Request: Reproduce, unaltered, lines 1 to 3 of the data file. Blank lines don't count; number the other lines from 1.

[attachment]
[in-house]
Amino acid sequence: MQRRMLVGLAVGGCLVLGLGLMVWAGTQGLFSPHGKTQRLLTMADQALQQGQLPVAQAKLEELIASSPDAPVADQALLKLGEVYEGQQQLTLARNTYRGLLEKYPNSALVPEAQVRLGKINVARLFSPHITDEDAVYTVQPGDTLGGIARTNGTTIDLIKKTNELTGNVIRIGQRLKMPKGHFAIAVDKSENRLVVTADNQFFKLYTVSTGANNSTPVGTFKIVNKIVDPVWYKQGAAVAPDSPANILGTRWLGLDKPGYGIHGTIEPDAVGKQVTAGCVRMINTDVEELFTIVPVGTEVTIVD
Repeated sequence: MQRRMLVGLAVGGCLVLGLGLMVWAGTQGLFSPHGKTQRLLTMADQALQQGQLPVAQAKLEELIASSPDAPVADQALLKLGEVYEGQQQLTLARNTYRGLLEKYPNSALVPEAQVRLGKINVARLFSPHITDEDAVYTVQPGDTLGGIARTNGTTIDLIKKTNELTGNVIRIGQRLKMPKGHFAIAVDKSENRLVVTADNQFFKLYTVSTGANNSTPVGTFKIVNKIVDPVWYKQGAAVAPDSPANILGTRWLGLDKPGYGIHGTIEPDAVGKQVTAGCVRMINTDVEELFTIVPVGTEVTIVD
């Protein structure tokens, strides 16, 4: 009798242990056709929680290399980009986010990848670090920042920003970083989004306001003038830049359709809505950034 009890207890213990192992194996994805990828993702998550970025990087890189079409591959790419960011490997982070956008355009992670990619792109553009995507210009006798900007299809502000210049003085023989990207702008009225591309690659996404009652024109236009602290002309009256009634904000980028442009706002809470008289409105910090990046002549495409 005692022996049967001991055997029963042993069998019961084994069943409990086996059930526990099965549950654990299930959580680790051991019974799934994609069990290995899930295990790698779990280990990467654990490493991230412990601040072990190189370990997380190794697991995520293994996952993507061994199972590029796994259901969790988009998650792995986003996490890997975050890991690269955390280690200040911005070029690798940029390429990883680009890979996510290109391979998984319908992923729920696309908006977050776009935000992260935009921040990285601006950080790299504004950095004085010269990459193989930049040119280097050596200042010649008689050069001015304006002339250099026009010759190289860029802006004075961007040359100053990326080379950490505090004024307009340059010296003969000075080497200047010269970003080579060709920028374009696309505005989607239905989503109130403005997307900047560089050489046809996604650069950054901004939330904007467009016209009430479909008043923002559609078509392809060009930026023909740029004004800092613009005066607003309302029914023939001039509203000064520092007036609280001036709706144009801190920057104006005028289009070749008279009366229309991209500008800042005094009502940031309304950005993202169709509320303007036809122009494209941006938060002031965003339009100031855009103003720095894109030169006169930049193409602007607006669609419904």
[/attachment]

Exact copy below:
[in-house]
Amino acid sequence: MQRRMLVGLAVGGCLVLGLGLMVWAGTQGLFSPHGKTQRLLTMADQALQQGQLPVAQAKLEELIASSPDAPVADQALLKLGEVYEGQQQLTLARNTYRGLLEKYPNSALVPEAQVRLGKINVARLFSPHITDEDAVYTVQPGDTLGGIARTNGTTIDLIKKTNELTGNVIRIGQRLKMPKGHFAIAVDKSENRLVVTADNQFFKLYTVSTGANNSTPVGTFKIVNKIVDPVWYKQGAAVAPDSPANILGTRWLGLDKPGYGIHGTIEPDAVGKQVTAGCVRMINTDVEELFTIVPVGTEVTIVD
Repeated sequence: MQRRMLVGLAVGGCLVLGLGLMVWAGTQGLFSPHGKTQRLLTMADQALQQGQLPVAQAKLEELIASSPDAPVADQALLKLGEVYEGQQQLTLARNTYRGLLEKYPNSALVPEAQVRLGKINVARLFSPHITDEDAVYTVQPGDTLGGIARTNGTTIDLIKKTNELTGNVIRIGQRLKMPKGHFAIAVDKSENRLVVTADNQFFKLYTVSTGANNSTPVGTFKIVNKIVDPVWYKQGAAVAPDSPANILGTRWLGLDKPGYGIHGTIEPDAVGKQVTAGCVRMINTDVEELFTIVPVGTEVTIVD